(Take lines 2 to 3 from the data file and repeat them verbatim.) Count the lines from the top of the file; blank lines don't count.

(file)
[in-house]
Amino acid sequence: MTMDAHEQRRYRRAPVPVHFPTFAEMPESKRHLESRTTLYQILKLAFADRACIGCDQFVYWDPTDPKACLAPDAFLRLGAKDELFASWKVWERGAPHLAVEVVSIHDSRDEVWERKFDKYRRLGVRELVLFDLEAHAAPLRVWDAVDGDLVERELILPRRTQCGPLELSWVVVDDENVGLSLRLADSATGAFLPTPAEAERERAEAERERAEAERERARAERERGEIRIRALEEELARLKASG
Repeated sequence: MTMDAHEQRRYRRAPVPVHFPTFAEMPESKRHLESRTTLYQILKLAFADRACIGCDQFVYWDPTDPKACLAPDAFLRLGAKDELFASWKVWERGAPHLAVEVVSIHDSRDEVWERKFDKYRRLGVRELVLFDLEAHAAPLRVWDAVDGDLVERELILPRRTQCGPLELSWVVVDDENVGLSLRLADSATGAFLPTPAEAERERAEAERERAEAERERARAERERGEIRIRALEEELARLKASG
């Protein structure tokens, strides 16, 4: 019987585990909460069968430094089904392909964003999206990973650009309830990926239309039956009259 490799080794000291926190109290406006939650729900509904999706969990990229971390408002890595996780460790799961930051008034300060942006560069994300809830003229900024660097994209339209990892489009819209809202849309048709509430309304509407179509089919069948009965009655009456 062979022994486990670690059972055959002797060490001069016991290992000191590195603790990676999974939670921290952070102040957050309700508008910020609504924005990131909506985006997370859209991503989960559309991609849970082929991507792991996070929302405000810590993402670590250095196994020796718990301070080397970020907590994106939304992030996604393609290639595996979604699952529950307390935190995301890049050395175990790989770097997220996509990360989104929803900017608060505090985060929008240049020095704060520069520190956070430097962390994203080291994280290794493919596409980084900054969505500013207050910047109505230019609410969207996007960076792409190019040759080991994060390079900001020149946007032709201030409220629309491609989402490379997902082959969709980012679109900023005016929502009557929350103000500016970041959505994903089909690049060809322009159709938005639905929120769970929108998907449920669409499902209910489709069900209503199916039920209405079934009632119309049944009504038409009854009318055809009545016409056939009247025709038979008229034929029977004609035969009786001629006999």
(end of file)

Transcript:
Amino acid sequence: MTMDAHEQRRYRRAPVPVHFPTFAEMPESKRHLESRTTLYQILKLAFADRACIGCDQFVYWDPTDPKACLAPDAFLRLGAKDELFASWKVWERGAPHLAVEVVSIHDSRDEVWERKFDKYRRLGVRELVLFDLEAHAAPLRVWDAVDGDLVERELILPRRTQCGPLELSWVVVDDENVGLSLRLADSATGAFLPTPAEAERERAEAERERAEAERERARAERERGEIRIRALEEELARLKASG
Repeated sequence: MTMDAHEQRRYRRAPVPVHFPTFAEMPESKRHLESRTTLYQILKLAFADRACIGCDQFVYWDPTDPKACLAPDAFLRLGAKDELFASWKVWERGAPHLAVEVVSIHDSRDEVWERKFDKYRRLGVRELVLFDLEAHAAPLRVWDAVDGDLVERELILPRRTQCGPLELSWVVVDDENVGLSLRLADSATGAFLPTPAEAERERAEAERERAEAERERARAERERGEIRIRALEEELARLKASG